I agree, but it's basic contract law and in the standard AFS lease agreement. If you don't like it, don't sign the contract.

helix139
07-02-2012, 10:14 AM
I totally agree. Can you explain what is actually happening with lease swap? Is it staying in your name and a new person takes over the lease for a period of time with you still holding the lease under you? I want to understand the process so I can make sense of why they keep it in your name or at least keep you financially responsible. I would think as long as they have a person financially responsible they would be fine. What benefit does it have for them to keep it in your name other than to chase you down if the new person doesn't pay now they just have two people to chase down who aren't going to pay anyway?

In the sense of basic contract law just because it is put in a contract doesn't make it just. The courts can override anything in a contract that this outlandish. Like a loan that says if you are late you have to pay 3 times the amount of the loan or something stupid like that? Granted this isn't an outlandish thing like what I stated, but still seems a little odd. Audi really is trying to get us no matter what is it, TD1, TD10, lease swap, etc.

I guess the only reason would be so that it would be a deterrant to transferring your lease to someone you do not know very well and can vouch for. That, and the bolded reason above. I don't lease cars myself, but I believe the original leaser stays on the contract as a secondary leaser. Audi would not come after you unless the new leaser defaulted and they couldn't recover completely from them. As you've noted, with TD1, T10, etc., Audi is not above making things very advantageous for their bottom line and not very equitable for their customers.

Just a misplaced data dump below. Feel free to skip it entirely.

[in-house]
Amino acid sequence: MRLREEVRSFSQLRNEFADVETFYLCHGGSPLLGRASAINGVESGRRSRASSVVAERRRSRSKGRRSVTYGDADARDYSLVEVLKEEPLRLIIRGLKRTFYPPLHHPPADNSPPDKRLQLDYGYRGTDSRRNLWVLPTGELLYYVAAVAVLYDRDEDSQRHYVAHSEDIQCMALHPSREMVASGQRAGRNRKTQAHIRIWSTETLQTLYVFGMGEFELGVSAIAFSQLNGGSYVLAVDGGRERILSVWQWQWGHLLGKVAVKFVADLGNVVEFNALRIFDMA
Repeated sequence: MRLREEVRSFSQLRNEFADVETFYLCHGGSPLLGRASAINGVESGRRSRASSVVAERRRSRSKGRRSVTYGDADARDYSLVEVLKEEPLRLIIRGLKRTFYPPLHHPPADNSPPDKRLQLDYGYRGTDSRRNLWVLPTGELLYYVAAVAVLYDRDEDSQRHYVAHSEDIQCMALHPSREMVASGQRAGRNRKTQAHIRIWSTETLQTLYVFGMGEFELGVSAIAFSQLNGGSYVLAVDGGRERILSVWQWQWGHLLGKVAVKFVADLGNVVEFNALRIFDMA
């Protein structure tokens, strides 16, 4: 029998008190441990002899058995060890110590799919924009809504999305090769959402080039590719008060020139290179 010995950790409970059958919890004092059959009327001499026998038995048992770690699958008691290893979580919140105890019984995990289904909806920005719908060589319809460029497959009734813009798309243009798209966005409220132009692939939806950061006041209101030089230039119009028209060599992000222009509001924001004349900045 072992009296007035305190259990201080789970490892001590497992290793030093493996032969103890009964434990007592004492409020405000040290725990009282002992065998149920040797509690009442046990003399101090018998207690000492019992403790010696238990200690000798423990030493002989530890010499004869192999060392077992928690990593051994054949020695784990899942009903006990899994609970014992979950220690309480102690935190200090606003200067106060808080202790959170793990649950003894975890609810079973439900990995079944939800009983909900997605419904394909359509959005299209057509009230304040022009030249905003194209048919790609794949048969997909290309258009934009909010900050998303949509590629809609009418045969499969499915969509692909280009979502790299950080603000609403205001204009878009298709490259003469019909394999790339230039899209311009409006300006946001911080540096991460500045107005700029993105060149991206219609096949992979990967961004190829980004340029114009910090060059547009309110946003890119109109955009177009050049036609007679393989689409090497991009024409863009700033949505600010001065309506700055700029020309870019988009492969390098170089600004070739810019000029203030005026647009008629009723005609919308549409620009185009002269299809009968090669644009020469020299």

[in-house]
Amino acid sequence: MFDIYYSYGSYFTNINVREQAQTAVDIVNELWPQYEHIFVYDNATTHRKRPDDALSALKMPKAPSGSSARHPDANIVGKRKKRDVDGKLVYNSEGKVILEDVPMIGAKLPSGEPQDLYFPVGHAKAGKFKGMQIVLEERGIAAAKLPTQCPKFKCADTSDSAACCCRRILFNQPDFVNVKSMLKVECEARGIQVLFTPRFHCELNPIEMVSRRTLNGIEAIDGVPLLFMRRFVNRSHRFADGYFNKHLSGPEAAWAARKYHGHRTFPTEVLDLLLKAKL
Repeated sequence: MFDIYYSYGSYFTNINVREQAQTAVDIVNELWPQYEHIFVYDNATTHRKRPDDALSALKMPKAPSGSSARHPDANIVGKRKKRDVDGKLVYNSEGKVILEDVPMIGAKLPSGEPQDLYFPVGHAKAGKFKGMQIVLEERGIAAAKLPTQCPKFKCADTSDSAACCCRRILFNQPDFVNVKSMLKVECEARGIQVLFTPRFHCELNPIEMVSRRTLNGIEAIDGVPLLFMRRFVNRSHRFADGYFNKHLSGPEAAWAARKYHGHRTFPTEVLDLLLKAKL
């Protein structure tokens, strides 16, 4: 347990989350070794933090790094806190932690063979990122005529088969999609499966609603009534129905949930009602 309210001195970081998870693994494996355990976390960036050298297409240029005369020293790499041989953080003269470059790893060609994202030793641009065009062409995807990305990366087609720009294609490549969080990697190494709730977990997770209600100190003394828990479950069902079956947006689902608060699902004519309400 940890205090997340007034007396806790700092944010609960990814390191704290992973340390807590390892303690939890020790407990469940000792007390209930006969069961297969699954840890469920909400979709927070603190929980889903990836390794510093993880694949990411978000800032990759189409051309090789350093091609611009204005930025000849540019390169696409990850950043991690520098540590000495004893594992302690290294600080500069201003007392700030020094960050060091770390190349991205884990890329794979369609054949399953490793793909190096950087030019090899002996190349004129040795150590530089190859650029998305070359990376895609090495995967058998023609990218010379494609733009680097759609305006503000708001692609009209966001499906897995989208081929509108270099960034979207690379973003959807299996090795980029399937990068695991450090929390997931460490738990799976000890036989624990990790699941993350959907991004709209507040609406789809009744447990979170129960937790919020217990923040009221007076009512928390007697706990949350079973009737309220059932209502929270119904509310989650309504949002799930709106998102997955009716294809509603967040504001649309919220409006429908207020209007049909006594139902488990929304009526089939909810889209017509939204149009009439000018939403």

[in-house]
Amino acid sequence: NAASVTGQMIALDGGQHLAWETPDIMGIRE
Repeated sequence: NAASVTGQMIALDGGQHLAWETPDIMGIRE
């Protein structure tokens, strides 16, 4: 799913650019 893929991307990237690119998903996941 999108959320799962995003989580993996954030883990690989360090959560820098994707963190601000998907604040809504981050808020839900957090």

As far as contract law, it doesn't really meet the criteria for a void contract, thus it is valid even if the contract is far more beneficial to Audi than to you.

bk4re
07-02-2012, 11:38 AM
As others are saying, it is true that the original lessee remains as "secondary credit" to the Audi Financial Services lease. This was the only concern I had and, of course, thought about it many times, all the way up until I saw the car trucked away (and some time thereafter). Audi FS said that themselves that this was the main reason people decide not to proceed, although they have been seeing more and more of the the lease swapping.

Whoever you are swapping the lease to has to go through the same credit checking process you went through, and has to have same or better credit than you have. They have to prove they can afford the car and the payments just as you had to. The bottom line is, if they just take the car and run, whatever name they put it in will have ruined credit too. I don't think this is any different than anything else in life...if someone wants to destroy your credit, they will find a way to do it--and there are much easier ways than going through this process with Audi...